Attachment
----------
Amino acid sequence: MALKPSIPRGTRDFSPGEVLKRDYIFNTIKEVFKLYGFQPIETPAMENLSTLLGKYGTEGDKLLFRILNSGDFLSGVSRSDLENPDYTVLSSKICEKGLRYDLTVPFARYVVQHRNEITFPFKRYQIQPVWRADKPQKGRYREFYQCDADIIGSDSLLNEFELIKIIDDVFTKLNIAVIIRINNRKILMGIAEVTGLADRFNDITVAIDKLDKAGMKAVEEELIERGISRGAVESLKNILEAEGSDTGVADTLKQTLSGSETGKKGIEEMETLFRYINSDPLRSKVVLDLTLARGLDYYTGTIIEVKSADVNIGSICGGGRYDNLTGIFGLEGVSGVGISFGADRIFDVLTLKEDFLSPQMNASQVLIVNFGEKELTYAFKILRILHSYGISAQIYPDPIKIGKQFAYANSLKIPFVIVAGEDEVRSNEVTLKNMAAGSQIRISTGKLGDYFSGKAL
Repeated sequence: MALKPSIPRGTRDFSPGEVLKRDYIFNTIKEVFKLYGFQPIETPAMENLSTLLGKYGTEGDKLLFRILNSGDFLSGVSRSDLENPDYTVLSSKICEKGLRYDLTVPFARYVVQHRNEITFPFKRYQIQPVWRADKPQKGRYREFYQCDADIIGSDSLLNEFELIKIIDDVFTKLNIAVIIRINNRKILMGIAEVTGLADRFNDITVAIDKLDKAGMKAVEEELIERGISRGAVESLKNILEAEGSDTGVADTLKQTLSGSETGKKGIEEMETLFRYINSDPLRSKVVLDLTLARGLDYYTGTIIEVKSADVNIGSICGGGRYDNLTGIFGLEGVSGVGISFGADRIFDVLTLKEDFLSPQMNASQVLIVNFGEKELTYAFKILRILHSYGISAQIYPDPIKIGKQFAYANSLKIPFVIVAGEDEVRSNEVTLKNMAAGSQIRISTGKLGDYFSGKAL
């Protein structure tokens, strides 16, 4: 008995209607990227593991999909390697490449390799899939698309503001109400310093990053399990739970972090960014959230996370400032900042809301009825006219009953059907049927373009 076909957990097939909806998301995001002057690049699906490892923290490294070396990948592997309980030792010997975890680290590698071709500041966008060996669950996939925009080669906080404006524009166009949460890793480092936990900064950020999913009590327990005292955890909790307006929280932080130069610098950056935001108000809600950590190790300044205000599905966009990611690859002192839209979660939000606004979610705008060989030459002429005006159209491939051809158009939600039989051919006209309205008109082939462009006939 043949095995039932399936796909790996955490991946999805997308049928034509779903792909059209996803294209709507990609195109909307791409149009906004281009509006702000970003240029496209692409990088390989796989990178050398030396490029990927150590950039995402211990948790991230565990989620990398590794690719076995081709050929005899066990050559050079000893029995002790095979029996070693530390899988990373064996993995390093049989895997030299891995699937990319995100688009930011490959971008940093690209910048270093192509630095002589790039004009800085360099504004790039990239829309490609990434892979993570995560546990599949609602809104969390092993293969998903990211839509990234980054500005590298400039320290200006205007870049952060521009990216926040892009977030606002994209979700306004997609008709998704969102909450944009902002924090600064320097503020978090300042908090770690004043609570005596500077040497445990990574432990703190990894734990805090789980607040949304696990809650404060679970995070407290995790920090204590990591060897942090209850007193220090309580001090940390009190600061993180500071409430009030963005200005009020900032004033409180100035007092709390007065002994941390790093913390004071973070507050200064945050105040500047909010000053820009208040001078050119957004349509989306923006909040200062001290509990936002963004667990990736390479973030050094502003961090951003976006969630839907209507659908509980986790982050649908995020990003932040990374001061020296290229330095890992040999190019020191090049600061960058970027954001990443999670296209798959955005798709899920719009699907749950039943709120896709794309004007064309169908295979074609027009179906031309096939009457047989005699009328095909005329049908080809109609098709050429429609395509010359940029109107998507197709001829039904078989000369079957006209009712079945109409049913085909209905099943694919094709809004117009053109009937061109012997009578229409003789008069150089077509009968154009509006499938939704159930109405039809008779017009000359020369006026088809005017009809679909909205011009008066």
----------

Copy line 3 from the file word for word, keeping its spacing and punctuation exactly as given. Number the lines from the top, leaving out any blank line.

């Protein structure tokens, strides 16, 4: 008995209607990227593991999909390697490449390799899939698309503001109400310093990053399990739970972090960014959230996370400032900042809301009825006219009953059907049927373009 076909957990097939909806998301995001002057690049699906490892923290490294070396990948592997309980030792010997975890680290590698071709500041966008060996669950996939925009080669906080404006524009166009949460890793480092936990900064950020999913009590327990005292955890909790307006929280932080130069610098950056935001108000809600950590190790300044205000599905966009990611690859002192839209979660939000606004979610705008060989030459002429005006159209491939051809158009939600039989051919006209309205008109082939462009006939 043949095995039932399936796909790996955490991946999805997308049928034509779903792909059209996803294209709507990609195109909307791409149009906004281009509006702000970003240029496209692409990088390989796989990178050398030396490029990927150590950039995402211990948790991230565990989620990398590794690719076995081709050929005899066990050559050079000893029995002790095979029996070693530390899988990373064996993995390093049989895997030299891995699937990319995100688009930011490959971008940093690209910048270093192509630095002589790039004009800085360099504004790039990239829309490609990434892979993570995560546990599949609602809104969390092993293969998903990211839509990234980054500005590298400039320290200006205007870049952060521009990216926040892009977030606002994209979700306004997609008709998704969102909450944009902002924090600064320097503020978090300042908090770690004043609570005596500077040497445990990574432990703190990894734990805090789980607040949304696990809650404060679970995070407290995790920090204590990591060897942090209850007193220090309580001090940390009190600061993180500071409430009030963005200005009020900032004033409180100035007092709390007065002994941390790093913390004071973070507050200064945050105040500047909010000053820009208040001078050119957004349509989306923006909040200062001290509990936002963004667990990736390479973030050094502003961090951003976006969630839907209507659908509980986790982050649908995020990003932040990374001061020296290229330095890992040999190019020191090049600061960058970027954001990443999670296209798959955005798709899920719009699907749950039943709120896709794309004007064309169908295979074609027009179906031309096939009457047989005699009328095909005329049908080809109609098709050429429609395509010359940029109107998507197709001829039904078989000369079957006209009712079945109409049913085909209905099943694919094709809004117009053109009937061109012997009578229409003789008069150089077509009968154009509006499938939704159930109405039809008779017009000359020369006026088809005017009809679909909205011009008066």